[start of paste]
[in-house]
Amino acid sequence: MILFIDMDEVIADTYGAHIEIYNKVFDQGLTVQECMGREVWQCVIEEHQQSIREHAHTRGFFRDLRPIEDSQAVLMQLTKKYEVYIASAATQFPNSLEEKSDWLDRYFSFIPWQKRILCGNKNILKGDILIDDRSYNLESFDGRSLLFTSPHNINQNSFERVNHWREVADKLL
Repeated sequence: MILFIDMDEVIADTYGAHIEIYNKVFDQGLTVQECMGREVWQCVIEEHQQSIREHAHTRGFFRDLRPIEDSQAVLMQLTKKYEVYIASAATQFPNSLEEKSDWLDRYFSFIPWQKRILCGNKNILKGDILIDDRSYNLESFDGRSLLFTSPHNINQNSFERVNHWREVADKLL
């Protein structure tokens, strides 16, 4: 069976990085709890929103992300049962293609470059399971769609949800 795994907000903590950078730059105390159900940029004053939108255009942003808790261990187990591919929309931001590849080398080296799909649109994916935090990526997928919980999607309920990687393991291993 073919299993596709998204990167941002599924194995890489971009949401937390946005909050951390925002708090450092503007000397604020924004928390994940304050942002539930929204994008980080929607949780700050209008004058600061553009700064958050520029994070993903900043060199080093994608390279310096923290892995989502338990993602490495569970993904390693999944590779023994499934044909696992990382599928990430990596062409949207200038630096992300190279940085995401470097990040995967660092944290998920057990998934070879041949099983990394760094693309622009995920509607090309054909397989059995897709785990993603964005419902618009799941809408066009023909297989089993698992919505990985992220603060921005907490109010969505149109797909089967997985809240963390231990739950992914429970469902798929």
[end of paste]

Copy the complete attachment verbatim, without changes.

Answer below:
[in-house]
Amino acid sequence: MILFIDMDEVIADTYGAHIEIYNKVFDQGLTVQECMGREVWQCVIEEHQQSIREHAHTRGFFRDLRPIEDSQAVLMQLTKKYEVYIASAATQFPNSLEEKSDWLDRYFSFIPWQKRILCGNKNILKGDILIDDRSYNLESFDGRSLLFTSPHNINQNSFERVNHWREVADKLL
Repeated sequence: MILFIDMDEVIADTYGAHIEIYNKVFDQGLTVQECMGREVWQCVIEEHQQSIREHAHTRGFFRDLRPIEDSQAVLMQLTKKYEVYIASAATQFPNSLEEKSDWLDRYFSFIPWQKRILCGNKNILKGDILIDDRSYNLESFDGRSLLFTSPHNINQNSFERVNHWREVADKLL
């Protein structure tokens, strides 16, 4: 069976990085709890929103992300049962293609470059399971769609949800 795994907000903590950078730059105390159900940029004053939108255009942003808790261990187990591919929309931001590849080398080296799909649109994916935090990526997928919980999607309920990687393991291993 073919299993596709998204990167941002599924194995890489971009949401937390946005909050951390925002708090450092503007000397604020924004928390994940304050942002539930929204994008980080929607949780700050209008004058600061553009700064958050520029994070993903900043060199080093994608390279310096923290892995989502338990993602490495569970993904390693999944590779023994499934044909696992990382599928990430990596062409949207200038630096992300190279940085995401470097990040995967660092944290998920057990998934070879041949099983990394760094693309622009995920509607090309054909397989059995897709785990993603964005419902618009799941809408066009023909297989089993698992919505990985992220603060921005907490109010969505149109797909089967997985809240963390231990739950992914429970469902798929």